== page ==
Watching the Iowa caucus this year was a new experience for me. Before the ascendancy of Donald Trump, I was an establishment conservative, one of those liberal New England Republicans whose tribe is now only of blessed memory. The Iowa Republicans seemed a strange bunch who fell for candidates like Pat Robertson and Rick Santorum. The Iowa Democrats seemed irrelevant; I wasn’t going to vote for the person they elevated. I just ignored the whole thing.
That changed when I quit the GOP, became a charter member of the Never Trump movement, and committed to supporting the Democratic nominee in 2020. I have lashed myself to the party I once opposed, because Trump is a threat to the American system and its Constitution beyond any policy disagreement I could have with any current Democrat. (Not even Bernie Sanders can drive me away; I was one of his constituents for years, and I think he’d be a terrible president, but I will take him over Trump without a second thought.)
Now I’m fascinated by the Democratic primary process—and Iowa has me worried.
My anxiety stems from two realizations about the Great Iowa Debacle. First, the result shows a Democratic Party whose base still seems to lack the commitment to beat Trump. Second, and just as important, the complete meltdown of the process was a humiliation for a party whose argument is that Trump is too stupid, corrupt, and incompetent to be president.
Iowa’s Democrats seem to think that the best candidate to go up against Trump—that is, to flip votes in five or six states—is either Sanders or Pete Buttigieg. Those names make me feel the chill wind of a coming second Trump term, not just individually, but together.
Step back, say, to 2004, when the top two choices were John Kerry and John Edwards: Two U.S. senators, one left and one center-left. Not my cup of tea, but I could see the outlines of the rest of the race, and I had some sense of the eventual outcome.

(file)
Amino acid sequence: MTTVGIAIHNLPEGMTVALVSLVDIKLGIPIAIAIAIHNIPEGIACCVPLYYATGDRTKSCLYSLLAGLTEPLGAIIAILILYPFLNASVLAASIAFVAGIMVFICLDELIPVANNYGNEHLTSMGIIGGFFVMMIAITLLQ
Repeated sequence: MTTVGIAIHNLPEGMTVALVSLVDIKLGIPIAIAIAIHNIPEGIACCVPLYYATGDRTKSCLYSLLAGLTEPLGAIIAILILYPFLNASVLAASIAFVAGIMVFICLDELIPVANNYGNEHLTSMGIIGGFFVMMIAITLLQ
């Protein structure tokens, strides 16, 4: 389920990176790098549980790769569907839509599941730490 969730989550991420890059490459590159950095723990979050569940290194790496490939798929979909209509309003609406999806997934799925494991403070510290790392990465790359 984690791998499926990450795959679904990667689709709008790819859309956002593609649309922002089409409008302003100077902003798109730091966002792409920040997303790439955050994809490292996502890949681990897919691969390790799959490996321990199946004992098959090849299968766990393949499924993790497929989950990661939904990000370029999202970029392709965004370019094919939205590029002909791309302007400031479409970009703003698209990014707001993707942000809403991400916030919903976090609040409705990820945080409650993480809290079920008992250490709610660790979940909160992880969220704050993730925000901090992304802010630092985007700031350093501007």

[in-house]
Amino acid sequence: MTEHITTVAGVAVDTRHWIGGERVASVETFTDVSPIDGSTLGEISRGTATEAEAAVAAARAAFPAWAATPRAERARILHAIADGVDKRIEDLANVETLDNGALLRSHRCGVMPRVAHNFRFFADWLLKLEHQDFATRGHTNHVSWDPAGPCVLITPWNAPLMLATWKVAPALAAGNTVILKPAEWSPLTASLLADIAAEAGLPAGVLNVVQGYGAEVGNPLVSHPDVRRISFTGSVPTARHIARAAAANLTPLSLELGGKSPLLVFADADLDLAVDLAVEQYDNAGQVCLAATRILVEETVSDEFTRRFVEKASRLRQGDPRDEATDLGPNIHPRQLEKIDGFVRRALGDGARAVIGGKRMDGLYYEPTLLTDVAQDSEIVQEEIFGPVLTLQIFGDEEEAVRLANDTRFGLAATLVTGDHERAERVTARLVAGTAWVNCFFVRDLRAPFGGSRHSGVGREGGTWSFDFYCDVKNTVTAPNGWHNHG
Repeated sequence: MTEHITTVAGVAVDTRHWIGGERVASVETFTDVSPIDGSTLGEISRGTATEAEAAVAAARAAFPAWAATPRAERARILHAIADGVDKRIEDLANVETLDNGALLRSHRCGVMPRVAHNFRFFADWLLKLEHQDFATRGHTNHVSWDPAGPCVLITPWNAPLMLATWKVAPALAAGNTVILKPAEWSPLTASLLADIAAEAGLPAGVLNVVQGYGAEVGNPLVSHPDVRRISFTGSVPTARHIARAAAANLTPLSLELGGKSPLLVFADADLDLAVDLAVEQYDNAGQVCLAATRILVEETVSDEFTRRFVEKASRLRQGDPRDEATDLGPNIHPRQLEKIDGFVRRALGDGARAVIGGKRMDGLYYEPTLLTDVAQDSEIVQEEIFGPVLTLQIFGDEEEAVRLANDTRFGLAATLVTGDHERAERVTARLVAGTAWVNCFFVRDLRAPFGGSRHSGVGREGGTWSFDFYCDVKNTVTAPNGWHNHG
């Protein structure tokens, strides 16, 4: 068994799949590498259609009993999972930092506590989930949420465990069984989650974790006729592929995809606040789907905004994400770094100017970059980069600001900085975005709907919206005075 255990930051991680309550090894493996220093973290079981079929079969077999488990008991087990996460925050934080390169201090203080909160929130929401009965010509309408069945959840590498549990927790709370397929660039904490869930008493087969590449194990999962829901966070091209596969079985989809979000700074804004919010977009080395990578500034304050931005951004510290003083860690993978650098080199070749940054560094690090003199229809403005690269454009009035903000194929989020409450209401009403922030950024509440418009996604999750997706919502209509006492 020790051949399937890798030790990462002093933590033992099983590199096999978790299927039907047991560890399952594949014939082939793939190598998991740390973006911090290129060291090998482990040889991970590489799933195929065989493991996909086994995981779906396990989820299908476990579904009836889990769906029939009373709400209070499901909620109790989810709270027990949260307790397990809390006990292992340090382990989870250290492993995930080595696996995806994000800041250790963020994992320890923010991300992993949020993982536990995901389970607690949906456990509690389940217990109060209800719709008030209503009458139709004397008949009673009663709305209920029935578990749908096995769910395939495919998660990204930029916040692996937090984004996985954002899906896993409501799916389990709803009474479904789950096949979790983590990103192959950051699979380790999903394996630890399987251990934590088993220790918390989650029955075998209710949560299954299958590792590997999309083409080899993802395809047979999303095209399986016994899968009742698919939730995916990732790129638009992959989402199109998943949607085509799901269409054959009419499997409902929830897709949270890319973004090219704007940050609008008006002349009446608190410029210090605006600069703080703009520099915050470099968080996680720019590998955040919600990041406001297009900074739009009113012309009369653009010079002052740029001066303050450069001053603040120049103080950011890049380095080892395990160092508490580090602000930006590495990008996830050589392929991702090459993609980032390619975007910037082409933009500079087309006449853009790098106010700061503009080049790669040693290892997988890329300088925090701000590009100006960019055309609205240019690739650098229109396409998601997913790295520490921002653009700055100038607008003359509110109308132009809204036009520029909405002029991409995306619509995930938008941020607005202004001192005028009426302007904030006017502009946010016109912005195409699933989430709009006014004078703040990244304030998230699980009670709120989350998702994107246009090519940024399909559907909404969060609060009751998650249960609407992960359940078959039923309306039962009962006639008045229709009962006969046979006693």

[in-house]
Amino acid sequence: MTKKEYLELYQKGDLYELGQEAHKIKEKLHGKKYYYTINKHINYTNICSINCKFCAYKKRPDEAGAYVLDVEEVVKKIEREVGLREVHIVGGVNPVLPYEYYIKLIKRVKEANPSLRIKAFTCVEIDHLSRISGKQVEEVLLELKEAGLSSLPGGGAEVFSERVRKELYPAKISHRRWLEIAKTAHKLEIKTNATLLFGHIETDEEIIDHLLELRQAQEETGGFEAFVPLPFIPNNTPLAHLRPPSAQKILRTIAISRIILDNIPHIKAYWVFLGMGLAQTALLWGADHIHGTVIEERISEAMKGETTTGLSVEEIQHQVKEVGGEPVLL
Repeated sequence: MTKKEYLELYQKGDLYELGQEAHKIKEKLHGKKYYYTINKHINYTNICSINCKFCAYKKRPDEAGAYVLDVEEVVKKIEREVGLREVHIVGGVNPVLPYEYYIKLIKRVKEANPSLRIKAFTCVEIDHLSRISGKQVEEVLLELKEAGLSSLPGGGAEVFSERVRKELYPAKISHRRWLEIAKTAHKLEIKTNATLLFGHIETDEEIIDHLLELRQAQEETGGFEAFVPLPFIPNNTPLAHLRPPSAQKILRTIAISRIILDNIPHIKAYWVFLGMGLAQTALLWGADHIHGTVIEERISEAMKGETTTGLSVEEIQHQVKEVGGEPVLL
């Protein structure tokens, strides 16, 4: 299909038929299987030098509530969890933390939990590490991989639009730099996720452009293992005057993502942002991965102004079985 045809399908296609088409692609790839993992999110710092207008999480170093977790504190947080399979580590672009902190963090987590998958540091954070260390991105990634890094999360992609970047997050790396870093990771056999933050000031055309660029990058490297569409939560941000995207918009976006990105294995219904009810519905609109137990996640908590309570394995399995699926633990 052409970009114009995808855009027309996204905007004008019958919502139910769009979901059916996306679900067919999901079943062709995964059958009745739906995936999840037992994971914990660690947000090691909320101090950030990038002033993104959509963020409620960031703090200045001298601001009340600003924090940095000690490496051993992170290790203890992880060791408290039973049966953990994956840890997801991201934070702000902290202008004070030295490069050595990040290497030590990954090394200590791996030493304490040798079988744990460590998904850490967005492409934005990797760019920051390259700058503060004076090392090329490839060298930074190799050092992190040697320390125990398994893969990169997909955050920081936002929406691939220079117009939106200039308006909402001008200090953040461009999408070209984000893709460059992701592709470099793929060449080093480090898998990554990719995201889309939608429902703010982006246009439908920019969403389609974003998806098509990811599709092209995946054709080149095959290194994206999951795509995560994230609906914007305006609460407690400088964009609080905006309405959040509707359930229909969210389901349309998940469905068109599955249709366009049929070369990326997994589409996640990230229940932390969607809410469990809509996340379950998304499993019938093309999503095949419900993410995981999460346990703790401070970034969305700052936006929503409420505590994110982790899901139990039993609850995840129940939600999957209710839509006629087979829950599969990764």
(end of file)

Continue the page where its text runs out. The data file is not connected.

Not this time. Iowa Democrats came up with a small-city mayor who cannot win statewide office in his own state and whose career has been blistered by people in his own party as emblematic of the neoliberal consultant class. Their other choice was a septuagenarian pseudo-socialist who has spent 30 years in Congress, has no significant achievements to show for his career, and just recovered from a heart attack.
This does not look like a Democratic Party that knows what it wants, and it certainly doesn’t look like a party that is on fire to go out there, shoulder to shoulder with the biggest coalition it can find, and kick Trump out of the White House.
Meanwhile, the process—and I am now the last to repeat what millions have already said—was an embarrassment. We have run out of metaphors (dumpster fire, circus, rodeo, other words unprintable in this magazine) for a Rube Goldberg scheme using an app poorly designed by younger people that was not understood by older people. If the Democrats are making the argument that they can be better guardians of the American electoral process after Trump’s chicanery, this was not the way to start.
I am known on social media for telling people not to panic. In fact, I have infuriated people who insist that panic is the only normal response to Trump, an argument I reject as both unfounded and poor strategy. Trump is the worst thing to happen to the American presidency, but he can be beaten. But if the Democrats are going to shoot random flares into the political skies, then this effort is doomed. Sanders and Buttigieg are good choices if your point is to make a public statement about your progressive politics, or perhaps to showcase your personal willingness to be open-minded about ideology, youth, old age, religion, or sexuality. But the point, unexciting though it is, should be to help Democrats find a candidate who can win over swing voters in Wisconsin and Michigan.
When I was a Republican, I used to count on the Democrats being, in the words of the GOP consultant Rick Wilson, “holistically bad at politics.” The Democratic wave in 2018 suggested that the party, when faced with a menace on the scale of Trump, could regroup, and I was pleasantly surprised at how moderate candidates led the way to recapture the House.
After the mess in Iowa, I am again hoping to be proved wrong. The national Democrats need to forget about Iowa, refocus, and become more serious about the only issue that matters—beating Trump. The president is sitting on a pile of cash and a machine fueled by absolute party discipline. If the Democrats are going to beat him, they cannot afford another night like Monday.
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